Images of the Maasai people who are an indigenous African ethnic group of East Africa. They live in southern Kenya and northern Tanzania along the Great Rift Valley on semi-arid and arid lands. The community is known for their diverse and rich culture and their patriarchal nature where elder men decide major matters.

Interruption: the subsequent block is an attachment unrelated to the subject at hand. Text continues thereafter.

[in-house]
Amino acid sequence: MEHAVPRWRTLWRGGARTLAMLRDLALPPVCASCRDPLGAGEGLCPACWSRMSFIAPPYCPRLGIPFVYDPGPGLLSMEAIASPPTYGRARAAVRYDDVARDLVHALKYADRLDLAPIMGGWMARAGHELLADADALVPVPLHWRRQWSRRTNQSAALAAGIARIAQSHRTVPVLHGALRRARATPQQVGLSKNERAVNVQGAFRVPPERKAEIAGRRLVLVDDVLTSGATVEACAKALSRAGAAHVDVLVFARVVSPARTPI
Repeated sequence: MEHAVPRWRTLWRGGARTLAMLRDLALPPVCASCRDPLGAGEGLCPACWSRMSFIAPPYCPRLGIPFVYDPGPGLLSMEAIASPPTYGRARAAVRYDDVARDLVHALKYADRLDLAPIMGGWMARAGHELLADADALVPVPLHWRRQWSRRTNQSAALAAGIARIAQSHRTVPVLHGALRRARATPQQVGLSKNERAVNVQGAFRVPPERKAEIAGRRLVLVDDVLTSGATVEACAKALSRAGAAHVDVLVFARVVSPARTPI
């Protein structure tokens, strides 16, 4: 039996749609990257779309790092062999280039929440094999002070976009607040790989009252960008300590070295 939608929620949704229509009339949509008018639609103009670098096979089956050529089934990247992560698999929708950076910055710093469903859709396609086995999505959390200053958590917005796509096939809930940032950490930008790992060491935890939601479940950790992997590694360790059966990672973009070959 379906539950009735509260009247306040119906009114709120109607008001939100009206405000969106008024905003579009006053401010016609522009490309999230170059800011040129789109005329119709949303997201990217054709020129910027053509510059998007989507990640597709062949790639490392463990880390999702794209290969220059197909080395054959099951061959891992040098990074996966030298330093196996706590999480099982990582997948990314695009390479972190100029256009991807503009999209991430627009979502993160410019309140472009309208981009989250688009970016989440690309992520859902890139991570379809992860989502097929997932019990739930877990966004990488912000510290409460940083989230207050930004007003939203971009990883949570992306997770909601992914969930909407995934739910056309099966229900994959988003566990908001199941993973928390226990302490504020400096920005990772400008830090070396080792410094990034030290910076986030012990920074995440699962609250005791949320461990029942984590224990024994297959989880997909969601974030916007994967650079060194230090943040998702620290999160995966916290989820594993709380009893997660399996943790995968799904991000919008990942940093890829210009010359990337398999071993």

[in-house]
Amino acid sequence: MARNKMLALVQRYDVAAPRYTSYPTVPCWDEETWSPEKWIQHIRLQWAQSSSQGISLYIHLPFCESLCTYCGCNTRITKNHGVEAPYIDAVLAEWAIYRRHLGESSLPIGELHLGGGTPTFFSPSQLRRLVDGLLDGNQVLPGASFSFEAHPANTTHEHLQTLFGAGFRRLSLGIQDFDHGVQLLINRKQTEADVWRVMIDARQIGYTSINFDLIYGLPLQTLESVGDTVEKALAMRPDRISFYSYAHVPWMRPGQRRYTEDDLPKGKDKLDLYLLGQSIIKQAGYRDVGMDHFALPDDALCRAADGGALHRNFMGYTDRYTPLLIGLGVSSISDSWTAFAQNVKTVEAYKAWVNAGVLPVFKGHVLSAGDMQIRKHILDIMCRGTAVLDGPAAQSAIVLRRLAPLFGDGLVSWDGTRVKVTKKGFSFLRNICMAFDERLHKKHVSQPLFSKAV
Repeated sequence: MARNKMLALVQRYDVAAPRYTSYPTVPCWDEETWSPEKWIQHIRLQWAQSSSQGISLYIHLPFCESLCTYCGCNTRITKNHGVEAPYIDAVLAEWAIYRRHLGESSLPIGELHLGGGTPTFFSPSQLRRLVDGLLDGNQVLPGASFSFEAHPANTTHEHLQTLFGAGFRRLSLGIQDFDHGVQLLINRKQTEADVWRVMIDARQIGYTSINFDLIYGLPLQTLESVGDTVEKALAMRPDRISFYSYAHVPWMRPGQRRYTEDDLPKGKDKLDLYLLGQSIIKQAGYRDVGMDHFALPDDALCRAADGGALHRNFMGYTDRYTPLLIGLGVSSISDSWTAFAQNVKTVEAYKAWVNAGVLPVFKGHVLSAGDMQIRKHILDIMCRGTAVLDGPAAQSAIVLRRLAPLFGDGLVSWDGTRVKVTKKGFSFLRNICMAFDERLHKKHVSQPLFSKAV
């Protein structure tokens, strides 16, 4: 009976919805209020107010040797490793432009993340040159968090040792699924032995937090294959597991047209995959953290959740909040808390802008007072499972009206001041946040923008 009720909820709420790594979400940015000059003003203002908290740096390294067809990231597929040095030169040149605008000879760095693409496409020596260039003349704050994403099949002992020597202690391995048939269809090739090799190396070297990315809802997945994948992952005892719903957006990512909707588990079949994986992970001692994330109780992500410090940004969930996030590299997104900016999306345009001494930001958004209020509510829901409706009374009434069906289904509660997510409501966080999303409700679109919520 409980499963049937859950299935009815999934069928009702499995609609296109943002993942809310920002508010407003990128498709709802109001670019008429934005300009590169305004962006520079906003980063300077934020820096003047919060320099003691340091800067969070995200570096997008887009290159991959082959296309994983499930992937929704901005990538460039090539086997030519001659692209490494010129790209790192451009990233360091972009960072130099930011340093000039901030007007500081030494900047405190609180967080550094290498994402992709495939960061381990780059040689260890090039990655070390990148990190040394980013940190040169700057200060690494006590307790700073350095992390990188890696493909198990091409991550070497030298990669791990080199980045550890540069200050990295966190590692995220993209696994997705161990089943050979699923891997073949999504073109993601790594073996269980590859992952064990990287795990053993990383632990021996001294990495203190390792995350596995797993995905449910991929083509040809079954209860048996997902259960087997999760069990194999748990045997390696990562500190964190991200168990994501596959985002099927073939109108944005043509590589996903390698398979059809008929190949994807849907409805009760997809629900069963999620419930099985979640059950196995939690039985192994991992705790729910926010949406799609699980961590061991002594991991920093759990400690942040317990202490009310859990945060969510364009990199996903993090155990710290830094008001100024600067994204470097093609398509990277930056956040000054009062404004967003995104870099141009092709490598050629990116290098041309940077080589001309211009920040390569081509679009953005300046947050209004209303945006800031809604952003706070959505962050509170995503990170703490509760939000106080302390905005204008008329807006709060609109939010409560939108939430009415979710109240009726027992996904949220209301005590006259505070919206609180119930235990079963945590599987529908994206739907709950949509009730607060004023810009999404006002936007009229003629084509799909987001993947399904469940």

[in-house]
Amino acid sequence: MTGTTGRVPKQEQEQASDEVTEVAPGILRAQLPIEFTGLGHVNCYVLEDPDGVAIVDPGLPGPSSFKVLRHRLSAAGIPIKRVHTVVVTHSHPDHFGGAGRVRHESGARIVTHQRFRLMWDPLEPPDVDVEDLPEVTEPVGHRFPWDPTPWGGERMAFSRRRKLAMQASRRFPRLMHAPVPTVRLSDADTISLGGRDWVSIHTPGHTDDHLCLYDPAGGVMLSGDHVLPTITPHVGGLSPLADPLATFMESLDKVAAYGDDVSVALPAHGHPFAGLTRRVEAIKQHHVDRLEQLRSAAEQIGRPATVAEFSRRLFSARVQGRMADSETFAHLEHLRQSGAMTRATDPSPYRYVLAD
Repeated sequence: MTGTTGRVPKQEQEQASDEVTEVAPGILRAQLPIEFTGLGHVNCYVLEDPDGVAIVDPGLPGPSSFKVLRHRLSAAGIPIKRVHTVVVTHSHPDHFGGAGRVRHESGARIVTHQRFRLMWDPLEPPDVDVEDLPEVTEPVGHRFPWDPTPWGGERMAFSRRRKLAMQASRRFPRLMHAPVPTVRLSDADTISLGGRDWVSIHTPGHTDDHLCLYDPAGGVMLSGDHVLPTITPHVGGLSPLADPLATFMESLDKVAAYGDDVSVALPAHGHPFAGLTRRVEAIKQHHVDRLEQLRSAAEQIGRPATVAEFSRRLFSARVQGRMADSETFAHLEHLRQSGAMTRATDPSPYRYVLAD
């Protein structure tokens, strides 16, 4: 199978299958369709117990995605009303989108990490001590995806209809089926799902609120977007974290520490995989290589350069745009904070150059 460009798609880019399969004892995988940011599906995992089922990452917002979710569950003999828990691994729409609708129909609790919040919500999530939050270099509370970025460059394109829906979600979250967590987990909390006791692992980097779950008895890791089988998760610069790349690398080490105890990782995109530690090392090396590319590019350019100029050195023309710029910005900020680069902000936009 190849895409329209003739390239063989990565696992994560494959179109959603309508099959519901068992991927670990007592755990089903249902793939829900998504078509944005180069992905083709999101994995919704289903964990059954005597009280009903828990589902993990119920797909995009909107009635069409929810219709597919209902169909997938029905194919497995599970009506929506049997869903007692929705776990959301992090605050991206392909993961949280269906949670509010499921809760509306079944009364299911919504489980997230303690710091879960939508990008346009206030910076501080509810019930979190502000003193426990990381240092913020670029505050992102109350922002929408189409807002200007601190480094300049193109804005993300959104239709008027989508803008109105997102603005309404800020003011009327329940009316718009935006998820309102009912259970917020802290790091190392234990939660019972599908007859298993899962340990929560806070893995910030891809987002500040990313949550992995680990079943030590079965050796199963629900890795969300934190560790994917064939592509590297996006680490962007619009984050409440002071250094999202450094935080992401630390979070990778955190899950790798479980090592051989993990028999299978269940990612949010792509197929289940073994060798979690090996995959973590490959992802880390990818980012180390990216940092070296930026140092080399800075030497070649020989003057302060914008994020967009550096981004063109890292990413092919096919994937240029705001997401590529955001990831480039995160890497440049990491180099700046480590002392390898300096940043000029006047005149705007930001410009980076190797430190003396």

While their lifestyle has undergone some changes in the past three decades in particular (some members of the Maasai tribe have moved out of their homeland and into urban areas), their strong social traditions remain intact and so does a good portion of them who have abandoned the urban-wave and remained and kept their customs. The Maasai culture, one of its kind, continues to inspire admiration and interest throughout the world. Its complex social system is based on a profound respect for nature. The traditional ceremonies, as the transition to adulthood for boys and circumcision of girls, are the pillars of a people that have refused to evolve and embrace the modern world. Maasai men are first and foremost warriors. They protect their tribe, their cattle and their grazing lands. Often standing over 6ft tall the Maasai warrior with his beaded hair, red checked blanket (shuka) and balled club, looks both fierce and beautiful. Maasai boys go through a circumcision ceremony at the age of 14 and then traditionally spending up to 8 years looking after livestock far from their villages. They become warriors upon their return to the village to get married. The Maasai women are responsible for all domestic tasks which include making their homes. Houses are made out of sticks and grass, then covered with a mixture of cow dung and mud. The women also do a lot of beading in their spare time, beading necklaces, headdresses, gourds, and dresses. Livestock such as cattle, goats and sheep are the primary source of income for the Maasai. It serves as a social utility and plays an important role in the Maasai subsistence economy. Livestock are traded for other livestock, cash or livestock products such as milk and siege. Due to the adverse weather conditions, the Maasai community has had to adapt to the environment, which includes moving from one place to another in search of greener pastures and water for their animals. During periods of drought, livestock plays an even more important role for the community. However in recent times, the Maasai have become more dependent on foods produced in other areas such as maize meal, rice and potatoes and many of them have even begun farming some of these crops. Traditionally, the Maasai relied on meat, milk and blood from their cattle for protein and caloric needs. They drank blood on special occasions for example; it is given to a circumcised person (O/esipolioi), a woman who has given birth (Entomononi) and the sick (Oltamueyiai). Blood is also drunk on a regular basis by the elders, Ilamerak, who use it to alleviate intoxication and hangovers. The Maasai believe that the rain God, Enkai, gave them animals to ensure their survival when the earth and sky were separated. The essence of their message is that the Maasai get everything they need from both their animals and the earth. The Maasai have cows for several utilities: the milk, meat and blood obtained from these animals are used to feed the tribe, while the skin is used as a mattress, for making shoes and other accessories. The feaces are used as cement for building huts and the urine has medicinal qualities. Union is the strength of the Maasai and it is transmitted through traditional ceremonies despite modernization and the loss of their lands that have been taken away to pave way for the construction of luxury hotels in a country that needs a lot of foreign tourism. The men of the tribe must go through three tests during their lives. The first, circumcision, is undoubtedly the most as it represents the transition from adolescence to adulthood, when the young Maasai becomes a warrior. For this and in order to prove their manhood, the Maasai must confront elephants. Circumcision is also applied to women to prevent them from feeling pleasure during sexual intercourse and thus reduce adultery. Then, there is the ceremony of the Eunoto, which in essence provides men with the permission to marry. The last rite of the three allows the warrior to become wise before entering into the last phase of his life. During the Feast of the Eunoto, which lasts a whole two days, the mothers shave the heads of the young warriors, before painting their heads with red ochre, the color of the beloved land of the Maasai. For this sacred ceremony, an ox is sacrificed and used to feed the whole tribe. The participation of women, all elegantly dressed, is limited to dances. Men sing, dance and jump while observing women. When they have completed the ritual, this test allows them now to find a young wife. Currently, it is difficult to predict the precise lifespan of these millennia-old traditions. In a world where education and employment have even arrived in the Maasai land, many believe that the future of this tribe could be much better if they abandoned these ceremonies